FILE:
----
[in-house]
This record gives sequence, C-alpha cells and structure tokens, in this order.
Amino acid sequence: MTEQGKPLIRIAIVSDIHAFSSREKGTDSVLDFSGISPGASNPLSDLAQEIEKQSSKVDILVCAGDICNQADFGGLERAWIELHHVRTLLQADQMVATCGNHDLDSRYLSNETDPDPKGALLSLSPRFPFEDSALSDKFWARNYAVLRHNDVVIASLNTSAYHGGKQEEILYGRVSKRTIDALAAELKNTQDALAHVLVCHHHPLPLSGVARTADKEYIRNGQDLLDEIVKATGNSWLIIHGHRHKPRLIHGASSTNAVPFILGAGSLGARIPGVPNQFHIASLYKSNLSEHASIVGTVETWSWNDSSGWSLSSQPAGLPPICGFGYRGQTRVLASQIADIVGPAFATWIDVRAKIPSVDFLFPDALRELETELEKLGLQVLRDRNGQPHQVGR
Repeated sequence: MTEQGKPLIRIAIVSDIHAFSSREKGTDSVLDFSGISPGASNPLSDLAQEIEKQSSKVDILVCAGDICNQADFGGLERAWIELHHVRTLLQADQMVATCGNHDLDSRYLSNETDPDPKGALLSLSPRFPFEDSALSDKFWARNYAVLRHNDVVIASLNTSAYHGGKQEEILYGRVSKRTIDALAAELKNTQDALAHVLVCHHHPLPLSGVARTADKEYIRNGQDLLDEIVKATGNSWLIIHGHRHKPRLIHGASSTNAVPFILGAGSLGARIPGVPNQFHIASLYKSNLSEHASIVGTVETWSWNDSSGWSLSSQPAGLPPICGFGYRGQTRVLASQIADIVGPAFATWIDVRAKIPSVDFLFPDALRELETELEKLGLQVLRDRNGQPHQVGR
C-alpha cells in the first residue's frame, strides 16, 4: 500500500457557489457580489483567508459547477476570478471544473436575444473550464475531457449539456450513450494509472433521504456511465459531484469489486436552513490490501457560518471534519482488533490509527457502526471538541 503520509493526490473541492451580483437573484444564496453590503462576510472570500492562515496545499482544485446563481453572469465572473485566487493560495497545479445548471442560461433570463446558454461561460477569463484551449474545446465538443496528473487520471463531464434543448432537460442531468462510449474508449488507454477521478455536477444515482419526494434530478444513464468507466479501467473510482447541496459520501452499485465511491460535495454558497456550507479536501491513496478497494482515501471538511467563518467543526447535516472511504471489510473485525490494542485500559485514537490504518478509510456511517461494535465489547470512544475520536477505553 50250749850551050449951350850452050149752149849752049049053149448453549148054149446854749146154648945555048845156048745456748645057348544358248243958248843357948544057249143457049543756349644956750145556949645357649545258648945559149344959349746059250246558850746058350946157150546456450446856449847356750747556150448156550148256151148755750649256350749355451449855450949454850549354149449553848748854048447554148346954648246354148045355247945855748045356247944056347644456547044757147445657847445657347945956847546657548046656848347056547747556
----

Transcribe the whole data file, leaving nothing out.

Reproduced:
[in-house]
This record gives sequence, C-alpha cells and structure tokens, in this order.
Amino acid sequence: MTEQGKPLIRIAIVSDIHAFSSREKGTDSVLDFSGISPGASNPLSDLAQEIEKQSSKVDILVCAGDICNQADFGGLERAWIELHHVRTLLQADQMVATCGNHDLDSRYLSNETDPDPKGALLSLSPRFPFEDSALSDKFWARNYAVLRHNDVVIASLNTSAYHGGKQEEILYGRVSKRTIDALAAELKNTQDALAHVLVCHHHPLPLSGVARTADKEYIRNGQDLLDEIVKATGNSWLIIHGHRHKPRLIHGASSTNAVPFILGAGSLGARIPGVPNQFHIASLYKSNLSEHASIVGTVETWSWNDSSGWSLSSQPAGLPPICGFGYRGQTRVLASQIADIVGPAFATWIDVRAKIPSVDFLFPDALRELETELEKLGLQVLRDRNGQPHQVGR
Repeated sequence: MTEQGKPLIRIAIVSDIHAFSSREKGTDSVLDFSGISPGASNPLSDLAQEIEKQSSKVDILVCAGDICNQADFGGLERAWIELHHVRTLLQADQMVATCGNHDLDSRYLSNETDPDPKGALLSLSPRFPFEDSALSDKFWARNYAVLRHNDVVIASLNTSAYHGGKQEEILYGRVSKRTIDALAAELKNTQDALAHVLVCHHHPLPLSGVARTADKEYIRNGQDLLDEIVKATGNSWLIIHGHRHKPRLIHGASSTNAVPFILGAGSLGARIPGVPNQFHIASLYKSNLSEHASIVGTVETWSWNDSSGWSLSSQPAGLPPICGFGYRGQTRVLASQIADIVGPAFATWIDVRAKIPSVDFLFPDALRELETELEKLGLQVLRDRNGQPHQVGR
C-alpha cells in the first residue's frame, strides 16, 4: 500500500457557489457580489483567508459547477476570478471544473436575444473550464475531457449539456450513450494509472433521504456511465459531484469489486436552513490490501457560518471534519482488533490509527457502526471538541 503520509493526490473541492451580483437573484444564496453590503462576510472570500492562515496545499482544485446563481453572469465572473485566487493560495497545479445548471442560461433570463446558454461561460477569463484551449474545446465538443496528473487520471463531464434543448432537460442531468462510449474508449488507454477521478455536477444515482419526494434530478444513464468507466479501467473510482447541496459520501452499485465511491460535495454558497456550507479536501491513496478497494482515501471538511467563518467543526447535516472511504471489510473485525490494542485500559485514537490504518478509510456511517461494535465489547470512544475520536477505553 50250749850551050449951350850452050149752149849752049049053149448453549148054149446854749146154648945555048845156048745456748645057348544358248243958248843357948544057249143457049543756349644956750145556949645357649545258648945559149344959349746059250246558850746058350946157150546456450446856449847356750747556150448156550148256151148755750649256350749355451449855450949454850549354149449553848748854048447554148346954648246354148045355247945855748045356247944056347644456547044757147445657847445657347945956847546657548046656848347056547747556